My mockup does allow for another row. It even takes care of the left padding on the first tab in the row. It is very easy to do. It also requires no js unlike vertical nav would.
This isn’t what I was talking about but here is the member page which already has 2 rows:
OK then lets talk about the problems with dynamic horizontal navigation and the solutions for it.
How about scroll tabs?
Not to beat a dead horse, but this is a great example of why vertical navigation doesn’t work. Look how small the content area is. I know it will change depending on the theme, but you have less than a 3rd of the page. Now how would images or video look in that? Not only very small, but it would also look like Times Square.
Short-codes will be a welcome addition to BP, but they still have limitations. Many things can be easily changed with a little css or by a added function or two. However, menu items are not easily changed. It will require editing core js, template tags, and possibly other core files.
Here is a shot of our Activity page from our development site and how we are using tabs as buttons:
I’m reacting because you asked for reactions.
I have studied the development tracker and know what you are working on.
Vertical navigation is a lazy last century solution. It sacrifices content area and for element blocks.
Having a dynamic horizontal menu is a problem, but there are better solutions than vertical navigation.
First thing is they should not be styled as tabs. They should be styles as buttons. That way if it breaks the row it can simple create a new row of buttons, instead of having a broken tab list.
You can also use jquery to create scrolling tabs, such as Firefox uses.
There are better ways if you really want to find them. Those are just a few. Think of how it would work in a responsive theme and let that be your guide to solving these issues.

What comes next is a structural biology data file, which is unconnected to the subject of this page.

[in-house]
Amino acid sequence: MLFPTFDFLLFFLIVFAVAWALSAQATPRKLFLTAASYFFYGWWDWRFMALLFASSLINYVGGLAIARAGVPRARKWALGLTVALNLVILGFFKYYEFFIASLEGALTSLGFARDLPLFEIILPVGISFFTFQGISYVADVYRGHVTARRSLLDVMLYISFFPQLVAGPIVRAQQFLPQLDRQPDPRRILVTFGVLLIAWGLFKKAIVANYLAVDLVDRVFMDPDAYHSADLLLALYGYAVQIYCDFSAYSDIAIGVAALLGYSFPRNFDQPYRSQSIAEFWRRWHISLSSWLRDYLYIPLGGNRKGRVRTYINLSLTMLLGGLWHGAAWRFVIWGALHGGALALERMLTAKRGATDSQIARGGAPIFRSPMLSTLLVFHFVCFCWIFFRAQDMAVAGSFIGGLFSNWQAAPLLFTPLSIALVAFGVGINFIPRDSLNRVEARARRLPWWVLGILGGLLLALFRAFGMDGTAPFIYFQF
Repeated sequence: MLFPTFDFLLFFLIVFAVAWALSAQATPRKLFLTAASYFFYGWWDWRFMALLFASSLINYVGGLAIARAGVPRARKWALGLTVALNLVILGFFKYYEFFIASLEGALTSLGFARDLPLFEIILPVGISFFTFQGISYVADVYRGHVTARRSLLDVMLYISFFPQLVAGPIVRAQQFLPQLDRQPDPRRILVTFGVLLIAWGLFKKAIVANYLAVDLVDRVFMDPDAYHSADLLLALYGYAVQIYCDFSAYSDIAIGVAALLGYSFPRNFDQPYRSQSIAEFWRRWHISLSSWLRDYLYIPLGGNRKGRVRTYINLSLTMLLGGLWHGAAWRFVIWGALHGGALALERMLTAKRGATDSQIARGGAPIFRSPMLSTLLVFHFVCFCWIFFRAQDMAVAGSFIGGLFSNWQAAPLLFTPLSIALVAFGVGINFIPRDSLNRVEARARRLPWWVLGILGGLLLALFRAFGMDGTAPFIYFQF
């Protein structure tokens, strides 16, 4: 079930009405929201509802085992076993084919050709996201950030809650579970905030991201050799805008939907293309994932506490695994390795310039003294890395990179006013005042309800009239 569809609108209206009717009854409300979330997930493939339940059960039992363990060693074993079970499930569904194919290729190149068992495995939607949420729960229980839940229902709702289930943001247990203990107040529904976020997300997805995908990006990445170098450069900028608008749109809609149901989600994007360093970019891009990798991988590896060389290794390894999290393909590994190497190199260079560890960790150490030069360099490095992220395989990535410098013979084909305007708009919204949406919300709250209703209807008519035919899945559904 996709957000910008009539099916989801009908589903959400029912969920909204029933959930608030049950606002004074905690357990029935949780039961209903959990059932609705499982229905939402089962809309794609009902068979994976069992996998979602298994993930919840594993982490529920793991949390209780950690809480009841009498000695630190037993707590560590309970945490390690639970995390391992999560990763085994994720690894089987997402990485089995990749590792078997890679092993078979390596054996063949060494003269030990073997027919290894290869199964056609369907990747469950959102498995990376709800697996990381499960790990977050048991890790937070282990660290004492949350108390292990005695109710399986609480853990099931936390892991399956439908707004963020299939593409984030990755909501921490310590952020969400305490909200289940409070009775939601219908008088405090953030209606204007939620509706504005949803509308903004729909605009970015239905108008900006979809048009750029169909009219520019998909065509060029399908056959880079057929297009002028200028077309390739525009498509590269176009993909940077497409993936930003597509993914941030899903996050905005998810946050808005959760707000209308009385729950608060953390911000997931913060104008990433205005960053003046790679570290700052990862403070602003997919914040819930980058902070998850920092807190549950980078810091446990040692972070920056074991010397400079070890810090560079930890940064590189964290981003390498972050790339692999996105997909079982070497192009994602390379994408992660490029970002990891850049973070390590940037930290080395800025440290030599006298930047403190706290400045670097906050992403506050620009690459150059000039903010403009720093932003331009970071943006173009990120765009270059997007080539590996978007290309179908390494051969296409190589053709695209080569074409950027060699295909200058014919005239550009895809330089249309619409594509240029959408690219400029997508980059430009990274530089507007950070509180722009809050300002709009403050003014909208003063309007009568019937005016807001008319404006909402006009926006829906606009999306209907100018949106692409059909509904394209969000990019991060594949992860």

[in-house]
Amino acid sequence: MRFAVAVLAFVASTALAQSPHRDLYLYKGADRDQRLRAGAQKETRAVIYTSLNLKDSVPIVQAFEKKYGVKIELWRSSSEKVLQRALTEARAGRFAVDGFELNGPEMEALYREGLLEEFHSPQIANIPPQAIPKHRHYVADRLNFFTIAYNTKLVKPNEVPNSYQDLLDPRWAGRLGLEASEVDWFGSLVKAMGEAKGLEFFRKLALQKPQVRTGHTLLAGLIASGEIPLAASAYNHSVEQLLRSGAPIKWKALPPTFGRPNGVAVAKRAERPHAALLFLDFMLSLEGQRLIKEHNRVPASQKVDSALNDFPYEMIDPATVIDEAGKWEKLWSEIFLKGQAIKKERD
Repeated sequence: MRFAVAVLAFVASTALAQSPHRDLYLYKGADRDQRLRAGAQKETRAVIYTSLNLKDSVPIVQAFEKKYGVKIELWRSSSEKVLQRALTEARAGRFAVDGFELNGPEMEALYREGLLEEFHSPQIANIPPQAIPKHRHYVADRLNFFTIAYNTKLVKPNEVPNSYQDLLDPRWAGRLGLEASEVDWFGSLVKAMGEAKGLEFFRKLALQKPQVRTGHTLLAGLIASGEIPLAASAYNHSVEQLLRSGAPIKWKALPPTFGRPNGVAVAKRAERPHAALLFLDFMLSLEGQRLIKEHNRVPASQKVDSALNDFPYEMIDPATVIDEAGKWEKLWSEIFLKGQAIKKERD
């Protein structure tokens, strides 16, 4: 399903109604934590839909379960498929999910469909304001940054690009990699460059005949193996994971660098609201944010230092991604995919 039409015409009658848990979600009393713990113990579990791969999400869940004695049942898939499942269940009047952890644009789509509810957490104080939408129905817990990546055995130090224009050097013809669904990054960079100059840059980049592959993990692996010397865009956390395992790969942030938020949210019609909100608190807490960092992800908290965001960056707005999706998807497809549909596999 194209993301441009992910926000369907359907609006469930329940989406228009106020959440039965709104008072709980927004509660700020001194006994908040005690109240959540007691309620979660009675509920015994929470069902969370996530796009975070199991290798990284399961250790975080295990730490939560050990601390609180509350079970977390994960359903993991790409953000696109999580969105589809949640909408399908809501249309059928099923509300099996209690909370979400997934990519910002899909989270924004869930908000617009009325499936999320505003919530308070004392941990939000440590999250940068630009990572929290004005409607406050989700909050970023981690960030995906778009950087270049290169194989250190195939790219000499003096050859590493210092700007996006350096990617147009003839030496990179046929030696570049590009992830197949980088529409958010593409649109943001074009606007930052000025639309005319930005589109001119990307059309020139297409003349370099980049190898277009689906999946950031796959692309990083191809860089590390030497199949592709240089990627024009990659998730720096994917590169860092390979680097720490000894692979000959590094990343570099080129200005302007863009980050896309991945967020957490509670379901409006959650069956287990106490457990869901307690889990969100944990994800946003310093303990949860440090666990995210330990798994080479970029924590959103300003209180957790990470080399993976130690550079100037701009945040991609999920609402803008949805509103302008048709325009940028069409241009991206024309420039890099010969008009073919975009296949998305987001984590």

I should not have mentioned ads. I should have discussed sidebar width(s). That is more to the point.
I know what you are trying to do with 1.7, but my point is more about Tetris than Legos, but the same concept. While 1.7 wont be a theme or contain sidebars etc, it will inject content. How that content is displayed will have an effect on what it is displayed in. Thus it should allow for the most flexibility. Using things like vertical navigation on BP elements limits this. Another thing I’ve seen in some of the examples here (thanks to those that took the time to create them) is long rows of horizontal content such as message titles, activity title blocks etc. Avatar placement is also a issue because it cuts into content width (like in this forum). I believe avatars should in in the title field and not as a bullet point off in the left margin.
I don’t like the idea of relying on js, but have you looked into scroll tabs?
Perhaps use a select box as a fall back.
The point wasn’t mobile, but if it was px still apply. My point is the content area should be as wide as possible and vertical navigation is evil.
Let me say the work done here at BP is amazing. Everyone should be thanked. I have strong opinions on things, but that doesn’t mean to say they are all correct. I just want to make this amazing code the best it can be.
Next week we will be releasing a redesign we have been working on for over a year. Once it is live hopefully I can use it as an example of our ideas about how BP can be used. Maybe even create some tutorials. I am more of a designer than a coder, so much of what I can offer will be in that regard, but I am learning more everyday.
Yes, there is no room for it.
It only works with wide or full width layouts. At a minimum the vertical menu would have to be 140px wide to be readable. Then say another 15px for the left padding. That’s 155px less for the content, no matter the theme. I believe the content area should be as wide as possible not only for more flexibility, but also because it is the most important thing on the page.
That is using 2010. These issues will multiply fast for those with more complex themes, such as 3 columns, etc. This also makes building a responsive theme for tablets, mobile etc much harder.